After opening the state tournament with an upset win over Shawano, the Waupaca Comet boys’ basketball team headed to Antigo with plenty of momentum.
It didn’t last long, however, as the Red Robins ended Waupaca’s season by handing the Comets a 56-34 loss Friday, March 4, in a Division 2 regional semifinal.
“They’re a pretty good team,” coach Ron Weber said after watching the Red Robins outscore his team 39-22 in the second half. “They have athletes.”
Waupaca advanced to the semifinal by knocking off Shawano 38-32 Tuesday, March 1.
Antigo 56, Waupaca 34
ANTIGO – The Comets held the Red Robins to four points in the first quarter. Waupaca built a 10-6 lead in the second quarter, but Antigo closed the quarter with a 11-2 run to take a 17-12 halftime lead.
“We hung tough in the first half,” Weber said. “The tempo was in our favor. They had that little run at the end of the half to go up 17-12, but that’s how we needed the rest of the game to go.”
Antigo scored five unanswered points in the first 34 seconds of the second half to take a 10-point lead and Waupaca never got any closer than eight the rest of the way.
“They’re really good at their back cuts and dribble penetration,” Weber said. “If we’re going to succeed, we’re going to have to protect the paint and make them shoot over the top of us. They started hitting some threes and everything went in their favor. They had the lead and we had to try to change the tempo of the game.”
Besides forcing 26 turnovers, Antigo also held Waupaca’s leading scorer, Adam Kaminske, to 10 points.
“You better believe they’re focusing on him, just like Shawano did the other night,” Weber said. “We only scored 38 against Shawano, but we held them to 32. We were able to defend them because they’re not as good as this club. Sometimes, it comes down to where the other team’s better than you. You play the game because things can happen.”
Kevin Moe scored seven points for Waupaca, while Andreas Ezer led Antigo with 13.
The Red Robins are still alive in the tournament, as they beat Hortonville 59-55 Saturday, March 5, in a regional final.
Waupaca 38, Shawano 32
SHAWANO – The Comets took a 12-1 lead into the second quarter on Nate Jenson’s buzzer-beating three-pointer. Although the Hawks eventually trimmed the lead to 17-15 at halftime, Shawano led only once in the game, 21-20 in the third quarter.
Waupaca led 25-24 after three quarters and outscored the home team 13-8 over the final eight minutes despite turning the ball over on seven straight possessions down the stretch.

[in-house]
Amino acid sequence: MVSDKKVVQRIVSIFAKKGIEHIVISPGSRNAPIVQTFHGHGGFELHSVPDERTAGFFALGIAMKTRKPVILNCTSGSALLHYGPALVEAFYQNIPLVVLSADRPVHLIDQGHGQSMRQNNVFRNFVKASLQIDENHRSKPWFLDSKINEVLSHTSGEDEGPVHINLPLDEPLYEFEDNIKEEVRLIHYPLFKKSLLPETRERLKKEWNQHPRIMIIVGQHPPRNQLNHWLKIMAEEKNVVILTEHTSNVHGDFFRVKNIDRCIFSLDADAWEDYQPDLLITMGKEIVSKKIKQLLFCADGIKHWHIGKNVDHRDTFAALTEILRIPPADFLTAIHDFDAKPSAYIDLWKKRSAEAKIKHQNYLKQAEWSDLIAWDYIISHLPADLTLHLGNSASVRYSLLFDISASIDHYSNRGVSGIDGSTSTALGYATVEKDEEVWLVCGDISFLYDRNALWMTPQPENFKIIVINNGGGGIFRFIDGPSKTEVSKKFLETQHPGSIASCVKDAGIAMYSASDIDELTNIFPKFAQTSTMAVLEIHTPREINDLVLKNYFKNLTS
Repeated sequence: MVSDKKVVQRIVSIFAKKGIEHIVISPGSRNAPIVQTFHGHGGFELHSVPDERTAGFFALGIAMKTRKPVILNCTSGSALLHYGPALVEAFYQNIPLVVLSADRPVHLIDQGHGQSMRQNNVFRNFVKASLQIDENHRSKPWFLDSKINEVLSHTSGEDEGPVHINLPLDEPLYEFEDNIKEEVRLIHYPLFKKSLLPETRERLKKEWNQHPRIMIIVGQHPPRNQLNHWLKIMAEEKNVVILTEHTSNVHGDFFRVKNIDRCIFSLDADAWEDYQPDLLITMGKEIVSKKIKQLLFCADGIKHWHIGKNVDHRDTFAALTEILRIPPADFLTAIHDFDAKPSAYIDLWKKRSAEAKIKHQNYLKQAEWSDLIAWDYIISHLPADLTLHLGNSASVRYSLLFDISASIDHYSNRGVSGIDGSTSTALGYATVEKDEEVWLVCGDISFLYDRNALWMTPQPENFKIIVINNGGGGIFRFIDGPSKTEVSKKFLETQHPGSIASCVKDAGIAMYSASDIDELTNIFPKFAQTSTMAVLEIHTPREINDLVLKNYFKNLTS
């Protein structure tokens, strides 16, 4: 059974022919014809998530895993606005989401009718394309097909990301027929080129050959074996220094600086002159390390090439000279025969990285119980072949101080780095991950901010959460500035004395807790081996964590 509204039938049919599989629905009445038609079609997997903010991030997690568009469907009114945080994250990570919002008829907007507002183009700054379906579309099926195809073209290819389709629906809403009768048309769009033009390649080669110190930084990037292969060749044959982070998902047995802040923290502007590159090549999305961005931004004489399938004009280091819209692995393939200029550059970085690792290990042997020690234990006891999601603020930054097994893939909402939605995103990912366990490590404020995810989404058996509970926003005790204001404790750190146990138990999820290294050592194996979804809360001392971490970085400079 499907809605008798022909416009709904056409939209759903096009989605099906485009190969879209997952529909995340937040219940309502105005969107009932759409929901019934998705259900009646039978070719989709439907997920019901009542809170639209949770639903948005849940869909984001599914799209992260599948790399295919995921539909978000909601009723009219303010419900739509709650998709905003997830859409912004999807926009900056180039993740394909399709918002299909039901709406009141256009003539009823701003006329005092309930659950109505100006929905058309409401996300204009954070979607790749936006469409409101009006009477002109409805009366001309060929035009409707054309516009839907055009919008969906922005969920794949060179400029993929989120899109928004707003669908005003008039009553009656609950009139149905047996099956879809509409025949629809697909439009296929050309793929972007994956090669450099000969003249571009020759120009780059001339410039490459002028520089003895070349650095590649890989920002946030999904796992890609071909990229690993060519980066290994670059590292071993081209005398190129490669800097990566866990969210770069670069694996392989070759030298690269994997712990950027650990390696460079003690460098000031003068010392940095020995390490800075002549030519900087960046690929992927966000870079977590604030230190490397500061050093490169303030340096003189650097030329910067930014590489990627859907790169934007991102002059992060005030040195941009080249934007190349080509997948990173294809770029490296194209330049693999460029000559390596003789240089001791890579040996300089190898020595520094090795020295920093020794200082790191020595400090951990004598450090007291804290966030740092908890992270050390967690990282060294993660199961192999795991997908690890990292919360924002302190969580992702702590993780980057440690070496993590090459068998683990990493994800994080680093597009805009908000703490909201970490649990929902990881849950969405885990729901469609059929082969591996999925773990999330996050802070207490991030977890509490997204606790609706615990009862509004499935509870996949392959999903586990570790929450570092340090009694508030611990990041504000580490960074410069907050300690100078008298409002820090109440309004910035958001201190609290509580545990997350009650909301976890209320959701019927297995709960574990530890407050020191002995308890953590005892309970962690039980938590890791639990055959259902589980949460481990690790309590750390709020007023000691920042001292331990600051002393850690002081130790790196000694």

“It was fantastic the way we responded,” Weber said. “Our kids prepared well and we felt good coming in. It’s a real tribute to them that they didn’t throw in the towel.”
The Comets came into the game with four wins under their belt.
“We answered the call,” Weber said. “We answered the bell every step of the way when we were turning it over.”
Jenson and Moe led Waupaca with 12 points each and combined for seven threes. Shawano’s Jacob Schnell led all scorers with 19.
Friday’s game was the final high school contest for Kaminske, Nito Vasquez and Zach Nellis.
“I’m really proud of the finish this team had,” Weber said. “We had a very bumpy road and I think the kids are feeling they left a lot of the season behind and didn’t become a team until the last quarter of the season. I think they’re regretting it a little right now. We would’ve had to overachieve to get more wins than we had, but we didn’t give ourselves a chance for the first three-quarters of the seasons. We ended up going 3-3.
“I don’t want them to forget that big win at Shawano,” he added. “I want them to feel good about how they’re leaving us. We have six juniors and two sophomores on our tournament roster. They see where you have to get to to be competitive in the league and to advance beyond where we went this year in the tournament. We have a number of young players we feel very good about at the freshman level. It’s in their hands and we’ll see what they do with it. I’m certainly going to be encouraging them.”
The Comets won only two of their 14 Eastern Valley Conference games and Weber admitted that it was a struggle at times.
“It was a tough group to work with,” he said. “They fought me tooth and nail. What I tell all my teams is you have to leave your ego at the door, but we just couldn’t get that. We wanted to play by ourselves. We were right, coach was wrong. It was that whole battle, but those are the teams that I feel best about when they come around at the end.
“It’s like that student who gets an F and then gets an A on the last test of the school year,” he said. “That’s how I feel about this team. They came around.”